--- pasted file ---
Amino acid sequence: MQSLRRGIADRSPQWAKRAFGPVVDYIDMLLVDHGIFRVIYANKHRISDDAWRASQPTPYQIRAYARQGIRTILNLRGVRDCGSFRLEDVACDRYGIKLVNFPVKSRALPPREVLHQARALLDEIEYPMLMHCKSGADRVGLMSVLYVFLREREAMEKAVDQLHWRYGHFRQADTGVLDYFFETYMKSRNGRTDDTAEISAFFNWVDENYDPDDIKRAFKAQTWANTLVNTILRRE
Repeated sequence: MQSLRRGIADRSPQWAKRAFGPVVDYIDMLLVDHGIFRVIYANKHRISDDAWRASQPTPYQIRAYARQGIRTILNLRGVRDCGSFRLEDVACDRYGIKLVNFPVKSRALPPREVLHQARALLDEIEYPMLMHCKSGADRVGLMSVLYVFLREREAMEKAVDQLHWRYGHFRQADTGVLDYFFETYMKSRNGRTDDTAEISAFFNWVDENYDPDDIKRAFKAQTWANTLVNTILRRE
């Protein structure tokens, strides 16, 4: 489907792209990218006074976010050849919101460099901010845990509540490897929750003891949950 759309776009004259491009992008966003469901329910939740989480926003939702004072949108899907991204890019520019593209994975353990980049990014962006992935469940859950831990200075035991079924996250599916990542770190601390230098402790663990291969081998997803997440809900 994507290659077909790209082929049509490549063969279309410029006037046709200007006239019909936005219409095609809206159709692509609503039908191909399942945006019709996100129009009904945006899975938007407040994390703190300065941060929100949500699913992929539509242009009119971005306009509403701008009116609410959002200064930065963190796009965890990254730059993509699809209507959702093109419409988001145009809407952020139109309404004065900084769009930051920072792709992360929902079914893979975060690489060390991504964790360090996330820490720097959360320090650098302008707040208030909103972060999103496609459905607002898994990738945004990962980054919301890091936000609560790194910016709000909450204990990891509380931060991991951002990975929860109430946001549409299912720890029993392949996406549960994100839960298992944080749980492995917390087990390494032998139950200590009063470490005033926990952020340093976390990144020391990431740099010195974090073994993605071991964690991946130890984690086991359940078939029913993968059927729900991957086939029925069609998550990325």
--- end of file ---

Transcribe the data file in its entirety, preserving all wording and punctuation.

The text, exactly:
Amino acid sequence: MQSLRRGIADRSPQWAKRAFGPVVDYIDMLLVDHGIFRVIYANKHRISDDAWRASQPTPYQIRAYARQGIRTILNLRGVRDCGSFRLEDVACDRYGIKLVNFPVKSRALPPREVLHQARALLDEIEYPMLMHCKSGADRVGLMSVLYVFLREREAMEKAVDQLHWRYGHFRQADTGVLDYFFETYMKSRNGRTDDTAEISAFFNWVDENYDPDDIKRAFKAQTWANTLVNTILRRE
Repeated sequence: MQSLRRGIADRSPQWAKRAFGPVVDYIDMLLVDHGIFRVIYANKHRISDDAWRASQPTPYQIRAYARQGIRTILNLRGVRDCGSFRLEDVACDRYGIKLVNFPVKSRALPPREVLHQARALLDEIEYPMLMHCKSGADRVGLMSVLYVFLREREAMEKAVDQLHWRYGHFRQADTGVLDYFFETYMKSRNGRTDDTAEISAFFNWVDENYDPDDIKRAFKAQTWANTLVNTILRRE
């Protein structure tokens, strides 16, 4: 489907792209990218006074976010050849919101460099901010845990509540490897929750003891949950 759309776009004259491009992008966003469901329910939740989480926003939702004072949108899907991204890019520019593209994975353990980049990014962006992935469940859950831990200075035991079924996250599916990542770190601390230098402790663990291969081998997803997440809900 994507290659077909790209082929049509490549063969279309410029006037046709200007006239019909936005219409095609809206159709692509609503039908191909399942945006019709996100129009009904945006899975938007407040994390703190300065941060929100949500699913992929539509242009009119971005306009509403701008009116609410959002200064930065963190796009965890990254730059993509699809209507959702093109419409988001145009809407952020139109309404004065900084769009930051920072792709992360929902079914893979975060690489060390991504964790360090996330820490720097959360320090650098302008707040208030909103972060999103496609459905607002898994990738945004990962980054919301890091936000609560790194910016709000909450204990990891509380931060991991951002990975929860109430946001549409299912720890029993392949996406549960994100839960298992944080749980492995917390087990390494032998139950200590009063470490005033926990952020340093976390990144020391990431740099010195974090073994993605071991964690991946130890984690086991359940078939029913993968059927729900991957086939029925069609998550990325």